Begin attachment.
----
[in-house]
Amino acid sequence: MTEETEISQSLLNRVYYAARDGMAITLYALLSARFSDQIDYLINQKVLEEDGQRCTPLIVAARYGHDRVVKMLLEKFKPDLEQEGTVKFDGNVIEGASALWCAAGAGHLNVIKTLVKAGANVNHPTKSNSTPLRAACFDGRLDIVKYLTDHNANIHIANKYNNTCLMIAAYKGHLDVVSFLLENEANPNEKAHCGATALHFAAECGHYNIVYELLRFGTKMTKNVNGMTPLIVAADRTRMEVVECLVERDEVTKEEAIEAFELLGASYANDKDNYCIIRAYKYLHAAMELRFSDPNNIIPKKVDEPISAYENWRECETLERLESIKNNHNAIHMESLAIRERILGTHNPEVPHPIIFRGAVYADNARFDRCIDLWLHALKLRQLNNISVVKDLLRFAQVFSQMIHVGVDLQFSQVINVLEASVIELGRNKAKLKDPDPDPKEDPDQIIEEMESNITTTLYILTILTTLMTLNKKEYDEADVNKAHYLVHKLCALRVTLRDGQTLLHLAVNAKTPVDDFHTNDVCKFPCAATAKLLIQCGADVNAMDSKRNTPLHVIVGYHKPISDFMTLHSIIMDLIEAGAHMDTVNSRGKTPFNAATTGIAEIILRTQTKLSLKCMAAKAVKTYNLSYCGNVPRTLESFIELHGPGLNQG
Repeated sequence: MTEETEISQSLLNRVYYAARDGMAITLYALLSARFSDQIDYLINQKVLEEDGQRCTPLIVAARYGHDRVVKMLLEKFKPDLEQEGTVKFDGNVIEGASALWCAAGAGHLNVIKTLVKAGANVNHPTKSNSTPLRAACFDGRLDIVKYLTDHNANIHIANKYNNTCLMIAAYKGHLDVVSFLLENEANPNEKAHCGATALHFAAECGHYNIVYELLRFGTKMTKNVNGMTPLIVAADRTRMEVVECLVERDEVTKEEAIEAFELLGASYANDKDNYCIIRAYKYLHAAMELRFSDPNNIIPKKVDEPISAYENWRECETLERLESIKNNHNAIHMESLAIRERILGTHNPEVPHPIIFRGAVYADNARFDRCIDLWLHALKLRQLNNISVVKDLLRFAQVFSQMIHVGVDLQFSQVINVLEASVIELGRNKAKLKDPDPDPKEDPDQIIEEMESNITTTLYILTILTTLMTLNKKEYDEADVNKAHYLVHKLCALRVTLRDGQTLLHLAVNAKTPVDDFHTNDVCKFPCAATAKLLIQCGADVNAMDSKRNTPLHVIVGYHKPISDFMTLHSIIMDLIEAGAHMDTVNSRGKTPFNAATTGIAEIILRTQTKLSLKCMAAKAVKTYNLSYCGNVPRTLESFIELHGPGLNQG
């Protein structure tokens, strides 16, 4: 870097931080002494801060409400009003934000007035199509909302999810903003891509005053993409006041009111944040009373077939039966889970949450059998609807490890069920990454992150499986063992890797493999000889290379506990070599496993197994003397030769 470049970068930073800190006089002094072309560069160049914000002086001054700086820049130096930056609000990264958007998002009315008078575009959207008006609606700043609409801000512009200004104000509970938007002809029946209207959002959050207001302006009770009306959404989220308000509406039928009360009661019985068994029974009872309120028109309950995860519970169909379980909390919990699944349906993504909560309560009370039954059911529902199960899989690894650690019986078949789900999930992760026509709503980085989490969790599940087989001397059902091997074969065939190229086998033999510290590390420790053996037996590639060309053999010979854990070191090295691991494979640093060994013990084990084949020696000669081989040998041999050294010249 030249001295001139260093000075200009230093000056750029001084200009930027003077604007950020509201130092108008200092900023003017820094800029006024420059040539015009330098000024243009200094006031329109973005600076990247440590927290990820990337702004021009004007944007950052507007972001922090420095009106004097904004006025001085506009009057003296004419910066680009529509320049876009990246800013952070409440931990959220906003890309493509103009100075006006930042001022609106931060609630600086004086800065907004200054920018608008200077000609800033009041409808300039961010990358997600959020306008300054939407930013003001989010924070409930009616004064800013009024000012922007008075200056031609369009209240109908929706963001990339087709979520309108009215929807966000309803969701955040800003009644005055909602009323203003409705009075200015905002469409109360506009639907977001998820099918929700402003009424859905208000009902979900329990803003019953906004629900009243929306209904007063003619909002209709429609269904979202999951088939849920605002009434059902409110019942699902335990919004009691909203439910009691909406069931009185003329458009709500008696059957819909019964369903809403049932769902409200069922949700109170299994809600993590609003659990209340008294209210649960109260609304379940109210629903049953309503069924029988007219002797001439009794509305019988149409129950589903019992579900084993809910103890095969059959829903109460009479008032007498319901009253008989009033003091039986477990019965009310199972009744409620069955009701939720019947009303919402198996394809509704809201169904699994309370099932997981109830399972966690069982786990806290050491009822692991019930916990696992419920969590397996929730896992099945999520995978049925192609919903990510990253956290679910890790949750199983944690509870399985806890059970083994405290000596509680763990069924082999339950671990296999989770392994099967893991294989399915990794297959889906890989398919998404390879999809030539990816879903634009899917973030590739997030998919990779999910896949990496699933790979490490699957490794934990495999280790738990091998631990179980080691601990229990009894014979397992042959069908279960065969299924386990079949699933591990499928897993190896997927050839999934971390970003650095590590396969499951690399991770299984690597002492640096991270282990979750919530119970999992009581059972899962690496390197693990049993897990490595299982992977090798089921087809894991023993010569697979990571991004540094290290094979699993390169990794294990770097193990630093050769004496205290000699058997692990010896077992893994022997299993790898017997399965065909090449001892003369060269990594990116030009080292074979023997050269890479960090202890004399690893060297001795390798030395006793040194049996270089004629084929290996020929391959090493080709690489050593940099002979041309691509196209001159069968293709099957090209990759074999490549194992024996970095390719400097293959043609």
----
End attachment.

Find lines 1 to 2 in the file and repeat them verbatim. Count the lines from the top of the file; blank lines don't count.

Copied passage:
[in-house]
Amino acid sequence: MTEETEISQSLLNRVYYAARDGMAITLYALLSARFSDQIDYLINQKVLEEDGQRCTPLIVAARYGHDRVVKMLLEKFKPDLEQEGTVKFDGNVIEGASALWCAAGAGHLNVIKTLVKAGANVNHPTKSNSTPLRAACFDGRLDIVKYLTDHNANIHIANKYNNTCLMIAAYKGHLDVVSFLLENEANPNEKAHCGATALHFAAECGHYNIVYELLRFGTKMTKNVNGMTPLIVAADRTRMEVVECLVERDEVTKEEAIEAFELLGASYANDKDNYCIIRAYKYLHAAMELRFSDPNNIIPKKVDEPISAYENWRECETLERLESIKNNHNAIHMESLAIRERILGTHNPEVPHPIIFRGAVYADNARFDRCIDLWLHALKLRQLNNISVVKDLLRFAQVFSQMIHVGVDLQFSQVINVLEASVIELGRNKAKLKDPDPDPKEDPDQIIEEMESNITTTLYILTILTTLMTLNKKEYDEADVNKAHYLVHKLCALRVTLRDGQTLLHLAVNAKTPVDDFHTNDVCKFPCAATAKLLIQCGADVNAMDSKRNTPLHVIVGYHKPISDFMTLHSIIMDLIEAGAHMDTVNSRGKTPFNAATTGIAEIILRTQTKLSLKCMAAKAVKTYNLSYCGNVPRTLESFIELHGPGLNQG